Radical Revision: Rewriting Feminism with This Bridge Called My Back and Kate Rushin’s “The Bridge Poem”

Lizzy LeRudGeorgia Institute of Technology
Vol. 39, No. 2 (Fall 2020), 303-32

This essay argues that self-revision and republication are political as well as aesthetic strategies for feminist women of color, especially poets, writing after the white feminist and Black separatist movements of the 1960s and 1970s. To trace these strategies and uncover their effects, this essay maps the publishing history of “The Bridge Poem” by Kate Rushin, the title poem to This Bridge Called My Back (1981), alongside the poetics and political theories of This Bridge Called My Back editors Cherríe Moraga and Gloria Anzaldúa, as well as others including Toni Cade Bambara, Audre Lorde, Adrienne Rich, Rita Dove, and Melissa Harris-Perry. With its exhortation to “Stretch or drown / Evolve or die,” Rushin’s poem epitomizes practices of radical self-revision, which are underscored by the fact that the poem takes its own injunction quite literally, changing in structure and diction throughout its publishing history. Attending to the revision practices of Rushin and her cohort reveals that feminist theories of revisionism are themselves the result of these theorists rewriting specific sections of critical texts over time, a practice grounded in their commitment to persistent social justice activism. Ultimately, these women’s writings become creative spaces where authors and others demand and act out political transformations by first transforming texts.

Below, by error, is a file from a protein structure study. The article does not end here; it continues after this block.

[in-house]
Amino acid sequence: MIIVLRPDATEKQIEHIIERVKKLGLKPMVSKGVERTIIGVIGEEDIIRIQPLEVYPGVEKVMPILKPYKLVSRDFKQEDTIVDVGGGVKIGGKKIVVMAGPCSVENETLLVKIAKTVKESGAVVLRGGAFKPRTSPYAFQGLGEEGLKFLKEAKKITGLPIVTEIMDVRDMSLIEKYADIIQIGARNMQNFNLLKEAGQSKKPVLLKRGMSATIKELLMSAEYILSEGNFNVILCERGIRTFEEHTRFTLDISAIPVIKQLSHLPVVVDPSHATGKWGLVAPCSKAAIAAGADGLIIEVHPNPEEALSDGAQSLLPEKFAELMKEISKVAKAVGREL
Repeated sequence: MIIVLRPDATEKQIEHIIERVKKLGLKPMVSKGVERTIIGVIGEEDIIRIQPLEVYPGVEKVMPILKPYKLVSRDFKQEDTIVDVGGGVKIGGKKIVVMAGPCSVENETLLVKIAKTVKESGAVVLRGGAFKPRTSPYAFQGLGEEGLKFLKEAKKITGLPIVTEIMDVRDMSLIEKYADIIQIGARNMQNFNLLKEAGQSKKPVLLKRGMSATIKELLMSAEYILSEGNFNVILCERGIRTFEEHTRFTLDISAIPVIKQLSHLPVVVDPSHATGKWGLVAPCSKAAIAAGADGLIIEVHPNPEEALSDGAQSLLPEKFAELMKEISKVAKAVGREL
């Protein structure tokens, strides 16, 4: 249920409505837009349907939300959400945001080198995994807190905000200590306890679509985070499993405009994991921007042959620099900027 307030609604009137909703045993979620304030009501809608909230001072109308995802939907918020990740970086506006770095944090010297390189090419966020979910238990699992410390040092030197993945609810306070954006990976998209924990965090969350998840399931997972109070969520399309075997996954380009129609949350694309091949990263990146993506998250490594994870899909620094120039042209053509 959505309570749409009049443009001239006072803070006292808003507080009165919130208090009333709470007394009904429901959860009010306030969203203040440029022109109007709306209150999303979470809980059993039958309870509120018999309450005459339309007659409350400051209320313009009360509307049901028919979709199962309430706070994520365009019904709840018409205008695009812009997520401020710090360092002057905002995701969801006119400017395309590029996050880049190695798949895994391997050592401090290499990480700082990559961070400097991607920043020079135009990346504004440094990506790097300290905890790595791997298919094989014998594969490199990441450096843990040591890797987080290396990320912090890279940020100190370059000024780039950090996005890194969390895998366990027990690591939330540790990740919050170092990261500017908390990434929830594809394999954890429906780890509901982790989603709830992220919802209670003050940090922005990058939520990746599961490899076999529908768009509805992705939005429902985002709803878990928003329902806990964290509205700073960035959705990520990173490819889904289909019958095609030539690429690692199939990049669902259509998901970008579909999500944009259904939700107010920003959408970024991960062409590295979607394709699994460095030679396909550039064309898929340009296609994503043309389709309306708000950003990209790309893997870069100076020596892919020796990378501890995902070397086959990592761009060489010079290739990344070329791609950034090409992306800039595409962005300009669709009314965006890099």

Mary Wollstonecraft Sojourner Truth Margaret Atwood Abigail Adams Amy Tan H.D. Simone de Beauvoir Zora Neale Hurston Frances Burney Virginia Woolf

"The white saxifrage with the indented leafe is moste commended for the breakinge of the Stone."

— Turner, Herbal, III, 68 [1568]